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Who Owns "The Last Best Place"?
Mon, 08/25/2008 - 00:00
When a corporation wants to privatize a popular phrase or symbol that it thinks will be useful for its business, it usually seizes it as a trademark. The public that popularized the catchphrase in the first place is legally prohibited from using it without authorization. An extra bit of barbed wire prohibits people from “tarnishing” or “diluting” it. After McDonald’s claimed “I’m Loving It” as its trademarked tagline and Wal-Mart claims the “happy face” as its private property, you may need a lawyer to defend your right to use those expressions in certain public ways.
But in a surprising instance of man-bites-dog, the people of Montana have fought the privatization of the phrase “the last best place” — and won. With help from Montana Governor Brian Schweitzer and Senator Max Baucus, the U.S. Senate is expected to pass legislation this year that would prohibit the Commerce Department from granting a trademark for that particular phrase. This means that the people of Montana, the State of Montana and small businesses throughout the state will be able to refer to their state as “the last best place.”
Photo by Stuck in Customs, via Flickr, licensed under a Creative Commons BY-NC-SA license.
The controversy had its beginnings in 1988 when a professor of writing at the University of Montana, William Kittridge, and Annick Smith, published an anthology of Montana writers called “The Last Best Place.” The phrase had such an immediate resonance with people in the state that everyone from real estate brokers to motels to the state tourist office began using the phrase to describe Montana. It became a way of expressing one’s identification with and affection for this vast state of enormous natural beauty and its one million inhabitants.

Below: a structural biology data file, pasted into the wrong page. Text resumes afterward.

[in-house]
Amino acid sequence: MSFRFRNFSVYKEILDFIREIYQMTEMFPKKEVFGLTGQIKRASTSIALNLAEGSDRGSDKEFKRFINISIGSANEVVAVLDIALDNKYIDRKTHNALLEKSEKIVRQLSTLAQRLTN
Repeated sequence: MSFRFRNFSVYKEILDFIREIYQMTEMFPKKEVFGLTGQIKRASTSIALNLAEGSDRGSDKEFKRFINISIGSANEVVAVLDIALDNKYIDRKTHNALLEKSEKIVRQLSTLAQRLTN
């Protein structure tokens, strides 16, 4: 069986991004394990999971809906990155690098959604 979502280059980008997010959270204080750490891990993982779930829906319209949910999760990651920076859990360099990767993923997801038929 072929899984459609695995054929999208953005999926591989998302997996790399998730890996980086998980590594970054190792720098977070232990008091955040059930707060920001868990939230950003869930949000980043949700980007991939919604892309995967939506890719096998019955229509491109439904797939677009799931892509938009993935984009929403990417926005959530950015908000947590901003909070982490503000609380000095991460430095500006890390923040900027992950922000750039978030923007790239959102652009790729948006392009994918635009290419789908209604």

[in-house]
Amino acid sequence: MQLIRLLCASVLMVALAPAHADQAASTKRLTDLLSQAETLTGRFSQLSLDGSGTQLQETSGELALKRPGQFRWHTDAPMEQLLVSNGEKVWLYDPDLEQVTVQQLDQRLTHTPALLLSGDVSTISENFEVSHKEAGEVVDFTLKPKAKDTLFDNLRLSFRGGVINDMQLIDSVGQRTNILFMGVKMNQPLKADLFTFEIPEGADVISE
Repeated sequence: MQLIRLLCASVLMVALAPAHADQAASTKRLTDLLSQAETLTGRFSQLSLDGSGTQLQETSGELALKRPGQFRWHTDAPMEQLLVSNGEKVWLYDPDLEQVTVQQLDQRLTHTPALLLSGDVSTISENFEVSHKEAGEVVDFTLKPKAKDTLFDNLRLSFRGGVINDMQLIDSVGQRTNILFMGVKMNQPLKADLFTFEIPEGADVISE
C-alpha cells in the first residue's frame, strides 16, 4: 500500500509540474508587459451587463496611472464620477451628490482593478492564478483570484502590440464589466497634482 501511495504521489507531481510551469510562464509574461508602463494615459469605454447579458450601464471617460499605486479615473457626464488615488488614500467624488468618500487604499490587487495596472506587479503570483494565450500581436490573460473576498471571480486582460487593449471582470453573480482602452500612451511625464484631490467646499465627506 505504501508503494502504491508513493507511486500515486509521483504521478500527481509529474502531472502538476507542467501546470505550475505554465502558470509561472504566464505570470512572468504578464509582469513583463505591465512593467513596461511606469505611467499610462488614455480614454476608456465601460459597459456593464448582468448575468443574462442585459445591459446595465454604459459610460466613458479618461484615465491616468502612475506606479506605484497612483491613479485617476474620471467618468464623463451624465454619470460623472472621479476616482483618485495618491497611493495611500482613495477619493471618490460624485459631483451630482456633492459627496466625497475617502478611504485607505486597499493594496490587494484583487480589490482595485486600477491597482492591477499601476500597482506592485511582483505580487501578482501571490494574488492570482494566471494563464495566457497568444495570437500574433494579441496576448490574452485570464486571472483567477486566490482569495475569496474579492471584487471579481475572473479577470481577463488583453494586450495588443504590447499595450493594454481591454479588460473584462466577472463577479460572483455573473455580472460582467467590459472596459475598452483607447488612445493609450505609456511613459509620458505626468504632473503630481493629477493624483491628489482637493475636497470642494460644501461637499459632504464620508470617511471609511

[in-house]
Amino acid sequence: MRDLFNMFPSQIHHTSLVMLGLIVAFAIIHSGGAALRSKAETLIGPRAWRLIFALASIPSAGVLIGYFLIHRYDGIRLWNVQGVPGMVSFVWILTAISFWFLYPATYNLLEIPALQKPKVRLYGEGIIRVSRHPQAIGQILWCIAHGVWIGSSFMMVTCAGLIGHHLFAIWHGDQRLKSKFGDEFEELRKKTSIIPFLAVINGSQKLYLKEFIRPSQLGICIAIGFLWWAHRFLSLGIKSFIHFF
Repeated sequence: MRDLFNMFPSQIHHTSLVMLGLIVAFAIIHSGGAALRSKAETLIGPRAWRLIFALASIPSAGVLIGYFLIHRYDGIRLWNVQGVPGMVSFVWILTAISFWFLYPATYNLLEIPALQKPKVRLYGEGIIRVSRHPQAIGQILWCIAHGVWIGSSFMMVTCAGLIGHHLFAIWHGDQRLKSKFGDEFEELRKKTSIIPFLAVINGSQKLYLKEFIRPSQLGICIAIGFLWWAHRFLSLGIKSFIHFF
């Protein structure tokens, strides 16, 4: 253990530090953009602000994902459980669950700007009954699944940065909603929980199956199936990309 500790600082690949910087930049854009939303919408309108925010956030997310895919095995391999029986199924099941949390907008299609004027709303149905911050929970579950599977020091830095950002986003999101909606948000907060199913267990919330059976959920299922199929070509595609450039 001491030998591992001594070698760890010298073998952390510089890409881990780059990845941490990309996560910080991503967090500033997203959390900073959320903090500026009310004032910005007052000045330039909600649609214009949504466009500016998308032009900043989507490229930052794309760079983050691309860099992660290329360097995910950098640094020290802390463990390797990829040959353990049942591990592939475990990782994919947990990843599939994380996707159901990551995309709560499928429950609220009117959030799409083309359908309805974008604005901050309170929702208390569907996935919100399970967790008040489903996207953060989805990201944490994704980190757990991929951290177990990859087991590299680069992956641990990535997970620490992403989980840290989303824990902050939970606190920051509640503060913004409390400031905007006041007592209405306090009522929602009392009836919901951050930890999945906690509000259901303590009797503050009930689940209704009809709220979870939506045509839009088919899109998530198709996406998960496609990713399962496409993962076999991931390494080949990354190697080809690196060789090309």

Enter Las Vegas businessman David E. Lipson. One of his businesses, according to one reporter, tried to obtain a trademark on the phrase. He wanted to use it to market a variety of his businesses, including The Last Best Beef. The trademark application was so broad, says a Washington trademark lawyer cited by the New York Times (August 17, 2008) that it would have given Lipson a “de facto monopoly” on use of the term. In 2004, Montana Senator Conrad Burns tried to slip an amendment into a budget bill to prevent the registration of the phrase as a trademark. But Lipson challenged the bill in court. He won at the district court level and then lost on appeal.
Now, to put the matter to rest and prevent any future challenges, Senator Baucus has introduced a stronger, more ironclad version of the legislation that has now passed in the relevant Senate and House Committees, and is expected to become law.
Perhaps there is a lesson in all this. Why shouldn’t other popular expressions be granted some sort of immunity from corporate privatization? Why should Nike, McDonald’s, Coca-Cola or Kodak be able to march in and legally “steal” for itself a phrase or image that morally belongs to the people, or some distinct collective, who gave it social currency (and thus cash value) in the first place?
Among the world’s burning issues, the deficiencies of trademark law in protecting socially created value may not be at the top of the list. On the other hand, protecting the symbols of identity and community pride is no small matter, either. Just as the citizens of Montana.
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